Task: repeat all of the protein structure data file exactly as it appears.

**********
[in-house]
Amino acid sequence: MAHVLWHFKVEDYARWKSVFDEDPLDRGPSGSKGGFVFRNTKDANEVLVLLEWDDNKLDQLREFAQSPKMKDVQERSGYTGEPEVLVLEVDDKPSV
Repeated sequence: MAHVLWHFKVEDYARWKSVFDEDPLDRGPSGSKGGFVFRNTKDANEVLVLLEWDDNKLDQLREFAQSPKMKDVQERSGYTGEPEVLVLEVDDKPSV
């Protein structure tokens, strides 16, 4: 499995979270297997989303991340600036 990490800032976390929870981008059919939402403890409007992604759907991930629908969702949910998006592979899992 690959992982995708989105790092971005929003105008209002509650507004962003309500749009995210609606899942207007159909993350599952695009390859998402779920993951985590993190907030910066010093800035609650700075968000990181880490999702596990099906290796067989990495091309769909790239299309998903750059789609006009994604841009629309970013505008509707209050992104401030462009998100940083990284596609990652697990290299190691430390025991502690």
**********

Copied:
[in-house]
Amino acid sequence: MAHVLWHFKVEDYARWKSVFDEDPLDRGPSGSKGGFVFRNTKDANEVLVLLEWDDNKLDQLREFAQSPKMKDVQERSGYTGEPEVLVLEVDDKPSV
Repeated sequence: MAHVLWHFKVEDYARWKSVFDEDPLDRGPSGSKGGFVFRNTKDANEVLVLLEWDDNKLDQLREFAQSPKMKDVQERSGYTGEPEVLVLEVDDKPSV
């Protein structure tokens, strides 16, 4: 499995979270297997989303991340600036 990490800032976390929870981008059919939402403890409007992604759907991930629908969702949910998006592979899992 690959992982995708989105790092971005929003105008209002509650507004962003309500749009995210609606899942207007159909993350599952695009390859998402779920993951985590993190907030910066010093800035609650700075968000990181880490999702596990099906290796067989990495091309769909790239299309998903750059789609006009994604841009629309970013505008509707209050992104401030462009998100940083990284596609990652697990290299190691430390025991502690």